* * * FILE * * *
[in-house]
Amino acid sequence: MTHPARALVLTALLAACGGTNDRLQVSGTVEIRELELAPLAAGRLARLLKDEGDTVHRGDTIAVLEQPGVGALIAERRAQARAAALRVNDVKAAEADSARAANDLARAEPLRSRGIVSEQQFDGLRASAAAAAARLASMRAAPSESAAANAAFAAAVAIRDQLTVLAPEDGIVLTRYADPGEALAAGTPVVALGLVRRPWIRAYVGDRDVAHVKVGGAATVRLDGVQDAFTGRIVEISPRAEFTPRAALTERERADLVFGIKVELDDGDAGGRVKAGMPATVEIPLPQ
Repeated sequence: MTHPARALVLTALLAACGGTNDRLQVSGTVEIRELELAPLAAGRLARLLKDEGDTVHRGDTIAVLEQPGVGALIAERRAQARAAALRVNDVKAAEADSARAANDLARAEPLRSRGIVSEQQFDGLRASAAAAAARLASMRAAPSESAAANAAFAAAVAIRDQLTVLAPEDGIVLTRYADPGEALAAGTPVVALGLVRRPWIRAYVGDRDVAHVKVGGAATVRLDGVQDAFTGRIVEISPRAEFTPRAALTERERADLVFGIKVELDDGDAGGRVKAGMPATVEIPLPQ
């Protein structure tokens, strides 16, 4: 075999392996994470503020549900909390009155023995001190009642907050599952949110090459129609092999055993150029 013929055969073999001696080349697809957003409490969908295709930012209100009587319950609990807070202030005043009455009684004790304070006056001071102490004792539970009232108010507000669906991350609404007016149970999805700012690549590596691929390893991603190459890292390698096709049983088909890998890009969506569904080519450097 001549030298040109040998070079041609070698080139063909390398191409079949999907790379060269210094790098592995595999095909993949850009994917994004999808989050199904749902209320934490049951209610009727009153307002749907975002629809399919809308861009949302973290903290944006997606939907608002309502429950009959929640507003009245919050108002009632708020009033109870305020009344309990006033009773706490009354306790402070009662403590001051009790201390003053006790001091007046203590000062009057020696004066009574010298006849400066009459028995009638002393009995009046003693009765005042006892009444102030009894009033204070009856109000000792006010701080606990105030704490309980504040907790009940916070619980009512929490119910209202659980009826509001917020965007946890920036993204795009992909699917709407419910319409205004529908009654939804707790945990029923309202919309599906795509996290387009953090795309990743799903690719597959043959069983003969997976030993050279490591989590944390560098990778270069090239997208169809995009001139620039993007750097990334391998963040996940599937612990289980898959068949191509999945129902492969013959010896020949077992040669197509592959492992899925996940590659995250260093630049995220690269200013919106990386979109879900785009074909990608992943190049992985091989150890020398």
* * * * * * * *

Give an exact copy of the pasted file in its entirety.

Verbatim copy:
[in-house]
Amino acid sequence: MTHPARALVLTALLAACGGTNDRLQVSGTVEIRELELAPLAAGRLARLLKDEGDTVHRGDTIAVLEQPGVGALIAERRAQARAAALRVNDVKAAEADSARAANDLARAEPLRSRGIVSEQQFDGLRASAAAAAARLASMRAAPSESAAANAAFAAAVAIRDQLTVLAPEDGIVLTRYADPGEALAAGTPVVALGLVRRPWIRAYVGDRDVAHVKVGGAATVRLDGVQDAFTGRIVEISPRAEFTPRAALTERERADLVFGIKVELDDGDAGGRVKAGMPATVEIPLPQ
Repeated sequence: MTHPARALVLTALLAACGGTNDRLQVSGTVEIRELELAPLAAGRLARLLKDEGDTVHRGDTIAVLEQPGVGALIAERRAQARAAALRVNDVKAAEADSARAANDLARAEPLRSRGIVSEQQFDGLRASAAAAAARLASMRAAPSESAAANAAFAAAVAIRDQLTVLAPEDGIVLTRYADPGEALAAGTPVVALGLVRRPWIRAYVGDRDVAHVKVGGAATVRLDGVQDAFTGRIVEISPRAEFTPRAALTERERADLVFGIKVELDDGDAGGRVKAGMPATVEIPLPQ
């Protein structure tokens, strides 16, 4: 075999392996994470503020549900909390009155023995001190009642907050599952949110090459129609092999055993150029 013929055969073999001696080349697809957003409490969908295709930012209100009587319950609990807070202030005043009455009684004790304070006056001071102490004792539970009232108010507000669906991350609404007016149970999805700012690549590596691929390893991603190459890292390698096709049983088909890998890009969506569904080519450097 001549030298040109040998070079041609070698080139063909390398191409079949999907790379060269210094790098592995595999095909993949850009994917994004999808989050199904749902209320934490049951209610009727009153307002749907975002629809399919809308861009949302973290903290944006997606939907608002309502429950009959929640507003009245919050108002009632708020009033109870305020009344309990006033009773706490009354306790402070009662403590001051009790201390003053006790001091007046203590000062009057020696004066009574010298006849400066009459028995009638002393009995009046003693009765005042006892009444102030009894009033204070009856109000000792006010701080606990105030704490309980504040907790009940916070619980009512929490119910209202659980009826509001917020965007946890920036993204795009992909699917709407419910319409205004529908009654939804707790945990029923309202919309599906795509996290387009953090795309990743799903690719597959043959069983003969997976030993050279490591989590944390560098990778270069090239997208169809995009001139620039993007750097990334391998963040996940599937612990289980898959068949191509999945129902492969013959010896020949077992040669197509592959492992899925996940590659995250260093630049995220690269200013919106990386979109879900785009074909990608992943190049992985091989150890020398």